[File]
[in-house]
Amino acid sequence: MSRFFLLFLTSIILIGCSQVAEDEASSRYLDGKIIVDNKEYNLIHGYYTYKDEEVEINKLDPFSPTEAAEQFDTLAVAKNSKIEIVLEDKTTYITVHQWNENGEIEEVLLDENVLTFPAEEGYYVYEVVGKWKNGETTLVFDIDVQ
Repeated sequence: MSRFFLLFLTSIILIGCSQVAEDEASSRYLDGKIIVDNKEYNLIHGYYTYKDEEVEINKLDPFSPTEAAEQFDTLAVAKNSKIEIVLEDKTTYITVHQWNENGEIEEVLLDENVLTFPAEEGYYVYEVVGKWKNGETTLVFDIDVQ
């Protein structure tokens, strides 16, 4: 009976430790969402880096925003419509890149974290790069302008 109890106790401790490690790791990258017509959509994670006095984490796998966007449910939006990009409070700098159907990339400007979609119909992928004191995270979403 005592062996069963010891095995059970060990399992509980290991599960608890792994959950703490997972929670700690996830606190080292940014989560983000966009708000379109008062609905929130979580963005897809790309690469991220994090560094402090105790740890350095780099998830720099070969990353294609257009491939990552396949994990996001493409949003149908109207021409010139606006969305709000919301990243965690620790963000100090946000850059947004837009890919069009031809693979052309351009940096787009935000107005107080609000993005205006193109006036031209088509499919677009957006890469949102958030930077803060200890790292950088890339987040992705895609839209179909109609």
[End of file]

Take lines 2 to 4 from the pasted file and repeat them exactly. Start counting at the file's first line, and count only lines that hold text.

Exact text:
Amino acid sequence: MSRFFLLFLTSIILIGCSQVAEDEASSRYLDGKIIVDNKEYNLIHGYYTYKDEEVEINKLDPFSPTEAAEQFDTLAVAKNSKIEIVLEDKTTYITVHQWNENGEIEEVLLDENVLTFPAEEGYYVYEVVGKWKNGETTLVFDIDVQ
Repeated sequence: MSRFFLLFLTSIILIGCSQVAEDEASSRYLDGKIIVDNKEYNLIHGYYTYKDEEVEINKLDPFSPTEAAEQFDTLAVAKNSKIEIVLEDKTTYITVHQWNENGEIEEVLLDENVLTFPAEEGYYVYEVVGKWKNGETTLVFDIDVQ
């Protein structure tokens, strides 16, 4: 009976430790969402880096925003419509890149974290790069302008 109890106790401790490690790791990258017509959509994670006095984490796998966007449910939006990009409070700098159907990339400007979609119909992928004191995270979403 005592062996069963010891095995059970060990399992509980290991599960608890792994959950703490997972929670700690996830606190080292940014989560983000966009708000379109008062609905929130979580963005897809790309690469991220994090560094402090105790740890350095780099998830720099070969990353294609257009491939990552396949994990996001493409949003149908109207021409010139606006969305709000919301990243965690620790963000100090946000850059947004837009890919069009031809693979052309351009940096787009935000107005107080609000993005205006193109006036031209088509499919677009957006890469949102958030930077803060200890790292950088890339987040992705895609839209179909109609």